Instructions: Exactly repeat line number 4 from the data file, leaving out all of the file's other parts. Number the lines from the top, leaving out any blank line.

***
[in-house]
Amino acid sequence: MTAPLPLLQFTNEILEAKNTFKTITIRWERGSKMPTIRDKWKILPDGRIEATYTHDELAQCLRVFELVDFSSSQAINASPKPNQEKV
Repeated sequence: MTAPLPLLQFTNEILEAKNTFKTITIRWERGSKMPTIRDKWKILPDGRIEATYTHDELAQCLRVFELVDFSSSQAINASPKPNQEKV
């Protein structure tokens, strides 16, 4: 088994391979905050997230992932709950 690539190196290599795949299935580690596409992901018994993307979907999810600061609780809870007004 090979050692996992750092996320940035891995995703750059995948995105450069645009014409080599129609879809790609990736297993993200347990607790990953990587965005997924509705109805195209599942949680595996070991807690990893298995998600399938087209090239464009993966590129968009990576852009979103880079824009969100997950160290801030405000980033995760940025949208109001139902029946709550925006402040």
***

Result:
């Protein structure tokens, strides 16, 4: 088994391979905050997230992932709950 690539190196290599795949299935580690596409992901018994993307979907999810600061609780809870007004 090979050692996992750092996320940035891995995703750059995948995105450069645009014409080599129609879809790609990736297993993200347990607790990953990587965005997924509705109805195209599942949680595996070991807690990893298995998600399938087209090239464009993966590129968009990576852009979103880079824009969100997950160290801030405000980033995760940025949208109001139902029946709550925006402040």